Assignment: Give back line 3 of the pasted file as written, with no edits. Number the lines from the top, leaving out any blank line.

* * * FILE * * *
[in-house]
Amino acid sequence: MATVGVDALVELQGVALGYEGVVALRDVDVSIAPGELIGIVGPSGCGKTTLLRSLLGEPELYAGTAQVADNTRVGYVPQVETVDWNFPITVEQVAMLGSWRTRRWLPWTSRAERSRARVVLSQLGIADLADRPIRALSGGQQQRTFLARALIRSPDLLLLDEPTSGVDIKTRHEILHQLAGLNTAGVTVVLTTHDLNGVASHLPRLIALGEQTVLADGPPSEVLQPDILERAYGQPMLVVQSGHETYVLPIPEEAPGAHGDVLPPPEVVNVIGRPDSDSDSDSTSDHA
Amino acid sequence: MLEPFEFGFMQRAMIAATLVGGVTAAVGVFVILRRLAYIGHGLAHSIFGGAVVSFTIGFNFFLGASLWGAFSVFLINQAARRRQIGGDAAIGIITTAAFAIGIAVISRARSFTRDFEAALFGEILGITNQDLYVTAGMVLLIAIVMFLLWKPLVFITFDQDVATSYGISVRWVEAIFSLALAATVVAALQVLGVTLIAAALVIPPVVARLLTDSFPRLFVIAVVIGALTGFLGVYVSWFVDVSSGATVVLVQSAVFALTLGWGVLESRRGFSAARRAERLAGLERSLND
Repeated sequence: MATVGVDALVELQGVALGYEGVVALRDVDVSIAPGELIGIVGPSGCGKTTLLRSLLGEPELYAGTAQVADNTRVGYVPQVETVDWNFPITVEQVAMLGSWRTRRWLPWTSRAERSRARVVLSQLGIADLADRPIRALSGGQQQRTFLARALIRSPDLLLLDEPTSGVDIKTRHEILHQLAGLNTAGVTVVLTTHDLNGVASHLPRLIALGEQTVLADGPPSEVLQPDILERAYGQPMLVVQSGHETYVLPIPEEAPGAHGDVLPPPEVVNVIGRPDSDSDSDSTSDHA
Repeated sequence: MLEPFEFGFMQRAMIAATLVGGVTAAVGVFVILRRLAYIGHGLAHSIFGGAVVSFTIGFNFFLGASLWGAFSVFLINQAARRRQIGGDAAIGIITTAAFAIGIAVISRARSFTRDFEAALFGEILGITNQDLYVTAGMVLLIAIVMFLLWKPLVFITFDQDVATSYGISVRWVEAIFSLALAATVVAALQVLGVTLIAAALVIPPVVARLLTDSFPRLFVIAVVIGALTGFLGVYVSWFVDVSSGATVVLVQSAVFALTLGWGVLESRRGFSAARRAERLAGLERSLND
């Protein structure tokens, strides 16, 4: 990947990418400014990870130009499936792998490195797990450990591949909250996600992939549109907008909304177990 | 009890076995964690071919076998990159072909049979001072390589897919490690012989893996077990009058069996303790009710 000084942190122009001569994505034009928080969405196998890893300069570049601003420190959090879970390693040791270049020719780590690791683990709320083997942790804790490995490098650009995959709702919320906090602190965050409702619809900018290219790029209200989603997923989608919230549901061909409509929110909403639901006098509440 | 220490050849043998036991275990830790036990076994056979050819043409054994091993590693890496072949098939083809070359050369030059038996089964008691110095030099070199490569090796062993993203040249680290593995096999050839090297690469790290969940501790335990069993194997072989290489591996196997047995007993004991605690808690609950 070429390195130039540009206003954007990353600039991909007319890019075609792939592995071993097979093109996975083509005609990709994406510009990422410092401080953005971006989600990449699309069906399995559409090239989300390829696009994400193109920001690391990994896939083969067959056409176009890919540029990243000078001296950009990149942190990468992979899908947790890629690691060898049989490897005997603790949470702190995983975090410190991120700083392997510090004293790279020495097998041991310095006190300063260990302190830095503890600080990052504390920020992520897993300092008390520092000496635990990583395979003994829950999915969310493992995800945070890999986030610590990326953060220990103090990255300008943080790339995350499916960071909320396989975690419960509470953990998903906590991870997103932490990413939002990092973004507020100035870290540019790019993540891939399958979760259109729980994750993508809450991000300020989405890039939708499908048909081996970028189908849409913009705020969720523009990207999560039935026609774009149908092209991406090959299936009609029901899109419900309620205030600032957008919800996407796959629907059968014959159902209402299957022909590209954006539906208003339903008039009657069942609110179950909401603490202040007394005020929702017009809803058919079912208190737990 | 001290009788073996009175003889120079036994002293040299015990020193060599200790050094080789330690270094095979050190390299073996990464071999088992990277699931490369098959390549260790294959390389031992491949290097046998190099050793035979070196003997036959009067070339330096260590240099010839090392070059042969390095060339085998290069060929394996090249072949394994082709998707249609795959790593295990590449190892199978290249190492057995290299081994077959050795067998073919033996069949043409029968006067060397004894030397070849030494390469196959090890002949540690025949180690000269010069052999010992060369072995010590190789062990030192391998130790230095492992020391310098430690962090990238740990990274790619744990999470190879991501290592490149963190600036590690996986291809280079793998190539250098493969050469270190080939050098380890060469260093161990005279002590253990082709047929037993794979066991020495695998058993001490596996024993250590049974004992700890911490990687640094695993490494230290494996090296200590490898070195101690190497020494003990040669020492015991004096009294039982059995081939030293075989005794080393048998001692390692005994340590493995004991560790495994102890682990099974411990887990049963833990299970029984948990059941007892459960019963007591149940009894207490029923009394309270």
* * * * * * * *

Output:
Amino acid sequence: MLEPFEFGFMQRAMIAATLVGGVTAAVGVFVILRRLAYIGHGLAHSIFGGAVVSFTIGFNFFLGASLWGAFSVFLINQAARRRQIGGDAAIGIITTAAFAIGIAVISRARSFTRDFEAALFGEILGITNQDLYVTAGMVLLIAIVMFLLWKPLVFITFDQDVATSYGISVRWVEAIFSLALAATVVAALQVLGVTLIAAALVIPPVVARLLTDSFPRLFVIAVVIGALTGFLGVYVSWFVDVSSGATVVLVQSAVFALTLGWGVLESRRGFSAARRAERLAGLERSLND